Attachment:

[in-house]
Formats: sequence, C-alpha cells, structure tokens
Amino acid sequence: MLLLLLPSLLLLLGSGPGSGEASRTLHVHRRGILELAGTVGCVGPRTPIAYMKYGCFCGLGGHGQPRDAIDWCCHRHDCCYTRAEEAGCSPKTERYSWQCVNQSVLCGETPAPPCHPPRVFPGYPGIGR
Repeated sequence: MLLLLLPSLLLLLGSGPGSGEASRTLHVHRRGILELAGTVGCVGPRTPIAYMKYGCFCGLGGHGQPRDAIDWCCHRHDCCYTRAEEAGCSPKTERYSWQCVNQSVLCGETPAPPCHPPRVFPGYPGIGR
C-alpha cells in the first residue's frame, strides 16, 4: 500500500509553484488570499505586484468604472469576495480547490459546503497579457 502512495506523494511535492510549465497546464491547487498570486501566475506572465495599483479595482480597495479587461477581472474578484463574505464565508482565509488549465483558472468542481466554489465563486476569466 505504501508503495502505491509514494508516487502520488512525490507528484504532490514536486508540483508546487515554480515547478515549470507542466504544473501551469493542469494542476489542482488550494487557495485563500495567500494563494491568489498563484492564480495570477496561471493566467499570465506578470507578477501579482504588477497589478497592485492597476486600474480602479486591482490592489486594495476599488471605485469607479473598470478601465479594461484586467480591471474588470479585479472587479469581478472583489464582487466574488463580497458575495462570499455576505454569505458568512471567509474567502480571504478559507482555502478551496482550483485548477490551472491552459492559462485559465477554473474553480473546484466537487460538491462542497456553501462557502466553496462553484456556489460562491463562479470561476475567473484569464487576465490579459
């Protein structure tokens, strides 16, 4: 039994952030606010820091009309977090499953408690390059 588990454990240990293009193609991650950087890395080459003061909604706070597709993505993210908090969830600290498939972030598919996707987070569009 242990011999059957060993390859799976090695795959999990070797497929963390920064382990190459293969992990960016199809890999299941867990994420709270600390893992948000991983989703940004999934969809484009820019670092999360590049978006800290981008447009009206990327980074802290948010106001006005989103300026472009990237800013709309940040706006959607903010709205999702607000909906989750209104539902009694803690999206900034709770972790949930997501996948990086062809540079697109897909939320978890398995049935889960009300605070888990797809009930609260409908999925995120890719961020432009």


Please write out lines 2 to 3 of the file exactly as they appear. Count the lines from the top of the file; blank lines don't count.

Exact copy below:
Formats: sequence, C-alpha cells, structure tokens
Amino acid sequence: MLLLLLPSLLLLLGSGPGSGEASRTLHVHRRGILELAGTVGCVGPRTPIAYMKYGCFCGLGGHGQPRDAIDWCCHRHDCCYTRAEEAGCSPKTERYSWQCVNQSVLCGETPAPPCHPPRVFPGYPGIGR